Australian Familial Pancreatic Cancer Cohort

It is estimated that 5-10% of all pancreatic cancers are hereditary. The Australian Familial Pancreatic Cancer Cohort (AFPaCC) is a registry for individuals or families who have multiple relatives affected by pancreatic cancer. Although AFPaCC recruitment has ceased the cohort analysis is ongoing.

Can pancreatic cancer run in families?

The majority of pancreatic cancer cases are considered to be random, or ‘sporadic’ occurrences. However, having a family history of pancreatic cancer is one of the few known risk factors. It is estimated that 5-10% of all cases of pancreatic cancer are hereditary, or ‘familial’. This suggests that some families carry a genetic predisposition to developing the disease. Although a number of susceptibility genes have been identified, the majority of genes responsible for familial pancreatic cancer remain unknown.

Having a family history of pancreatic cancer, or carrying a known susceptibility gene (e.g. BRCA2) can increase the chances of developing pancreatic cancer. If you are concerned about your risks, talk to your GP about obtaining a referral to your local Family Cancer Clinic.

What is AFPaCC?

AFPaCC is a registry for if individuals or families with a history of pancreatic cancer. AFPaCC was launched in 2011 with the support of a Cancer Institute NSW Translational Health Services Research Grant. AFPaCC targets the relatively small number of families who may be at an increased risk of developing pancreatic cancer. Collating family history and environmental data helps to further define risks for unaffected family members, and also identify individuals eligible for a pancreatic cancer screening trial.  Collecting blood samples from family members and archival cancer tissue from affected relatives provides a valuable resource for genetic investigations into the inherited changes driving familial pancreatic cancer.


What are the goals of AFPaCC?

    • Further understand pancreatic cancer risks in Australian families
    • Identify genetic and non-genetic causes of pancreatic cancer
    • Identify high risk individuals eligible for pancreatic cancer screening trials

Who joined AFPaCC?

Both men and women, with or without cancer and over the age of 18yrs, were invited to join if they were from a family:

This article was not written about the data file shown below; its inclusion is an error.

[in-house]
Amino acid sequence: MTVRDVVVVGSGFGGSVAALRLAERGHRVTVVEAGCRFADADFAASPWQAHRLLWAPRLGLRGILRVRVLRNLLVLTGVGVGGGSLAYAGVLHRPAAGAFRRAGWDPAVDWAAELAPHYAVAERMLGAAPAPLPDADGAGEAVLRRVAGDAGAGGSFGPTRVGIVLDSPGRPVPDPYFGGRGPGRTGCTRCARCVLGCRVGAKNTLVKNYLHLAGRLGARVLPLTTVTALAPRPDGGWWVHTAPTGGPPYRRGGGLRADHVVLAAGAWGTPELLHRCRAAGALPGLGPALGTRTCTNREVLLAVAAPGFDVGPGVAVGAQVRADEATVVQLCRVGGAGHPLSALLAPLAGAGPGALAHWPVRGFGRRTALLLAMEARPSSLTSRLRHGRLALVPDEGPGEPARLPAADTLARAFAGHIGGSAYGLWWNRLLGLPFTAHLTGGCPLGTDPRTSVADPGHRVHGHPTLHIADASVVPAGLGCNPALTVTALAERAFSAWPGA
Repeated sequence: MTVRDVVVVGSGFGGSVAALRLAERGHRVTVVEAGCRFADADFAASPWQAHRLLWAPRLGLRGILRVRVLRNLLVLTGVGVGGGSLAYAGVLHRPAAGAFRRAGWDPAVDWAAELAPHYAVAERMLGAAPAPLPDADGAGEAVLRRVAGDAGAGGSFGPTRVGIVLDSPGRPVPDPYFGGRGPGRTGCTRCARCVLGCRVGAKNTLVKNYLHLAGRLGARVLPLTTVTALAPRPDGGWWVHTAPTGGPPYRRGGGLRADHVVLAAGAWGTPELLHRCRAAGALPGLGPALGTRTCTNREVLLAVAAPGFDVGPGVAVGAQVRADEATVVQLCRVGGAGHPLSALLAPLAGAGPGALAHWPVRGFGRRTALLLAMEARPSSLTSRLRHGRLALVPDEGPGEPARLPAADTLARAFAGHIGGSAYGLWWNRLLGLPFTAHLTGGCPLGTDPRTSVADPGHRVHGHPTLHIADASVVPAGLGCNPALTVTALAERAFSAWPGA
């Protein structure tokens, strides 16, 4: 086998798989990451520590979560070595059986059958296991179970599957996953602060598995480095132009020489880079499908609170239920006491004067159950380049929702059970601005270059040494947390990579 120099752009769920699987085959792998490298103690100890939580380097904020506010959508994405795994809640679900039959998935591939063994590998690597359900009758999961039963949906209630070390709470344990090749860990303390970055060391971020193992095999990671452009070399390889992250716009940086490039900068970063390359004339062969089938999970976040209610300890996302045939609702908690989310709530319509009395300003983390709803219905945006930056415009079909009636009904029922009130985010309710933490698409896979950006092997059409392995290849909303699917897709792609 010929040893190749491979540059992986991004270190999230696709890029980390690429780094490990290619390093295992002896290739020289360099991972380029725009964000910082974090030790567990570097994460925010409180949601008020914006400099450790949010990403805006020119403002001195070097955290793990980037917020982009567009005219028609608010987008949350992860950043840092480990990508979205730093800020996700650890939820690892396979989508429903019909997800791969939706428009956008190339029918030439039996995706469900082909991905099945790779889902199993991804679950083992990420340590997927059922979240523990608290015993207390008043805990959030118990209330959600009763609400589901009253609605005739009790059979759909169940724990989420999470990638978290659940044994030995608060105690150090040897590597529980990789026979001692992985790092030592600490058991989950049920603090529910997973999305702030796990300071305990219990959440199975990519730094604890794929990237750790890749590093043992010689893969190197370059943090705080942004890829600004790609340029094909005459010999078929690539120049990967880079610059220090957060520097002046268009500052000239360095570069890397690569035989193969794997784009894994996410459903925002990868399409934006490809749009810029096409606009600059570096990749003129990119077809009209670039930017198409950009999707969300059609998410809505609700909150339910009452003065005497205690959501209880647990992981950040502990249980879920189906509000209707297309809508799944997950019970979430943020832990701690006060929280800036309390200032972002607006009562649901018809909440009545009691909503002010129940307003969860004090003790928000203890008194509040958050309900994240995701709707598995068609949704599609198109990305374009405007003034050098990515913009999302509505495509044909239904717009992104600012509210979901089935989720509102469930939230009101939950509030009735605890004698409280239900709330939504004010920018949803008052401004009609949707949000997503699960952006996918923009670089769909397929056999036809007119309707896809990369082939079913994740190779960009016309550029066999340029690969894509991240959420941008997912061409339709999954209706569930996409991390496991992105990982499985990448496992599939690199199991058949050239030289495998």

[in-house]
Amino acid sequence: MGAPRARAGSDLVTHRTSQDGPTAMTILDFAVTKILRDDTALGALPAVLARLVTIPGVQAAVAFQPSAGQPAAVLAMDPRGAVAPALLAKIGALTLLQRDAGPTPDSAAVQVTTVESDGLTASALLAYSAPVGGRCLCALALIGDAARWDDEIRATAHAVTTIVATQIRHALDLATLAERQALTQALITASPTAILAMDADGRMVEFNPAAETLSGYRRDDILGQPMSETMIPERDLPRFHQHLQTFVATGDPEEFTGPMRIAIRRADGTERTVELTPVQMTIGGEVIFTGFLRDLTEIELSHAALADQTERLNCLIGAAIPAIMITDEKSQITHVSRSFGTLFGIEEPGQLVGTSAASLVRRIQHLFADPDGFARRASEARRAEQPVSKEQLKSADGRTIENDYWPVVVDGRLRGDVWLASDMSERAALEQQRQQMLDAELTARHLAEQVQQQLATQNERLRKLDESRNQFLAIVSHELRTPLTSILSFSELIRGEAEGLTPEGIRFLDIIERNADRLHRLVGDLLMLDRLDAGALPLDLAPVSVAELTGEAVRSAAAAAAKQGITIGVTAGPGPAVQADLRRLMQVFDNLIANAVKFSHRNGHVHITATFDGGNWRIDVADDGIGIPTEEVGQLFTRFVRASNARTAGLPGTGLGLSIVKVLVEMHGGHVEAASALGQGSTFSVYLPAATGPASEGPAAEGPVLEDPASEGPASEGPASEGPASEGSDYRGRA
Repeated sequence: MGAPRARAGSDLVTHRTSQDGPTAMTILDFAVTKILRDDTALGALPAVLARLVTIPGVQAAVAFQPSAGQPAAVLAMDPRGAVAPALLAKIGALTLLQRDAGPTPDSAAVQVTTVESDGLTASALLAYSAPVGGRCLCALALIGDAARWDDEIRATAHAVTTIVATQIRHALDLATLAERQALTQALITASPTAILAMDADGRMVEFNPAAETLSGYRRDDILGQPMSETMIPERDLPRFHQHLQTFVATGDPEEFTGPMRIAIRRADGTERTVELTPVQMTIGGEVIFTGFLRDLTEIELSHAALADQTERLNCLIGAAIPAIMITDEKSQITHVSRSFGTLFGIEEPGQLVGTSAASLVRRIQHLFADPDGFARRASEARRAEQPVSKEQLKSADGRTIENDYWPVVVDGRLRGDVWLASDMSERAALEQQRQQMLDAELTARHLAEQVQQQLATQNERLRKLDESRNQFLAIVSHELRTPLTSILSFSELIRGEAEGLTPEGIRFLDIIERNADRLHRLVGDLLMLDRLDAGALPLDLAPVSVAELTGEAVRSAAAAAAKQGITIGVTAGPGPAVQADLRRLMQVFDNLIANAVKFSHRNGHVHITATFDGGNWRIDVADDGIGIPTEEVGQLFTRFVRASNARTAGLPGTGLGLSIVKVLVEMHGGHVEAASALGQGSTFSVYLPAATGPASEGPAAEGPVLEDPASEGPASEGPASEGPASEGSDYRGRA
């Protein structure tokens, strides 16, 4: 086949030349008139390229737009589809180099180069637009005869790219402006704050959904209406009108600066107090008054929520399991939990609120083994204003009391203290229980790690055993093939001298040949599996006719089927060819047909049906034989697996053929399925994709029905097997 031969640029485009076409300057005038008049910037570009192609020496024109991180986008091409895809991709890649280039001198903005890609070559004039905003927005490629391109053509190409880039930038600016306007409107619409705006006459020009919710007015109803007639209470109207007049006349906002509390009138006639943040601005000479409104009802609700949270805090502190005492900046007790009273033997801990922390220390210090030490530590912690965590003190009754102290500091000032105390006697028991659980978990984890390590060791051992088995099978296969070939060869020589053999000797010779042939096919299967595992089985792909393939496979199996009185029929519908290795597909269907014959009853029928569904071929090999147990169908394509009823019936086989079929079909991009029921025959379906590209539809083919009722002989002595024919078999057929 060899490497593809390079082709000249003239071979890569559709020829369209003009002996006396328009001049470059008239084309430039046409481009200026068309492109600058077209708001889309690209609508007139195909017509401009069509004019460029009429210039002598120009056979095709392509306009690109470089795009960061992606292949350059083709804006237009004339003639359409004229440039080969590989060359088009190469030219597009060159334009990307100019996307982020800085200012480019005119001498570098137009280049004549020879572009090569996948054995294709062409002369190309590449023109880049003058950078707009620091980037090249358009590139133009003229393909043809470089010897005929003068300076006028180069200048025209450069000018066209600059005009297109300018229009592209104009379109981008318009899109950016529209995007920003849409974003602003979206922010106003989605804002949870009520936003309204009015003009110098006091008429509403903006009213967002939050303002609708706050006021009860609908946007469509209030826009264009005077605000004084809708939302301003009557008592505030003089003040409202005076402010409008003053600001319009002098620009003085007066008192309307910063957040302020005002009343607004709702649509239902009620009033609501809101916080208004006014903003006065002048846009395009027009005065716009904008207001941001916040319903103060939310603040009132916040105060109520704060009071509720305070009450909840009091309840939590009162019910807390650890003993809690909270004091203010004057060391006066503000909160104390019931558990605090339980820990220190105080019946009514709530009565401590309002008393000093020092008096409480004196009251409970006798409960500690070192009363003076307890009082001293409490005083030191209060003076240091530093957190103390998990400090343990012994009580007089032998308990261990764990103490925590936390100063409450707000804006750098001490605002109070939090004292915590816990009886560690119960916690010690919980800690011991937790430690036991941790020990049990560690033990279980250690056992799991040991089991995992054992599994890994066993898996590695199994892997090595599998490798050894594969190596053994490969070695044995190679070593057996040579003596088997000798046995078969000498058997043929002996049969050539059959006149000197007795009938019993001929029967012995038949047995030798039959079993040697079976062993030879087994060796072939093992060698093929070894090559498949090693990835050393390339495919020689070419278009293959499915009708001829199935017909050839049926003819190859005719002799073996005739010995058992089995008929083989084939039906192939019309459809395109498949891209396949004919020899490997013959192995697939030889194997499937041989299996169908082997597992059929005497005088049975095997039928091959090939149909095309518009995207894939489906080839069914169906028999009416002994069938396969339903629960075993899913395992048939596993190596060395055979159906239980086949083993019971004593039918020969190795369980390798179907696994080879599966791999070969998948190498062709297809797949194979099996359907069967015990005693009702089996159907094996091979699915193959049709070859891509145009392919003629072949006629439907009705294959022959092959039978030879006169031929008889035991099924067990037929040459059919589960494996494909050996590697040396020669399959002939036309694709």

• With multiple relatives on the same side diagnosed with pancreatic cancer
    • Known to carry a gene mutation thought to be involved in pancreatic cancer (e.g. BRCA2) and a reported family history of pancreatic cancer
    • With a diagnosis of Peutz-Jeghers Syndrome or Hereditary Pancreatitis
    • With one relative diagnosed with pancreatic cancer, and a strong family history of other cancers on the same side.

What did AFPaCC participation involve?

Eligible participants were asked to:

    • Provide consent, which includes access to relevant medical records and archival tissue
    • Complete a 30 minute questionnaire detailing personal health and family history
    • Discuss the study with other family members, who may also be interested in participating
    • Provide a blood sample for the purpose of genetic studies
    • Provide confirmation of diagnoses in affected relatives (if possible) or permission to access relevant medical records of deceased relatives
    • Participate in a pancreatic cancer screening trial (if deemed eligible)

AFPaCC Progress

As of November 2016 when recruitment ceased, AFPaCC has enrolled 298 individuals, representing 187 different Australian families. The pancreatic cancer diagnosis in at least one family member has been confirmed for almost 40% of families. A blood or archival tissue samples for affected relatives has been sourced for nearly 30% of AFPaCC families. Diagnosis confirmation and sample acquisition are important and ongoing AFPaCC processes.

It is important to keep the AFPaCC registry as accurate and up to date as possible. If you are already a participant, and have new and relevant information about yourself or family, please contact the AFPaCC coordinator.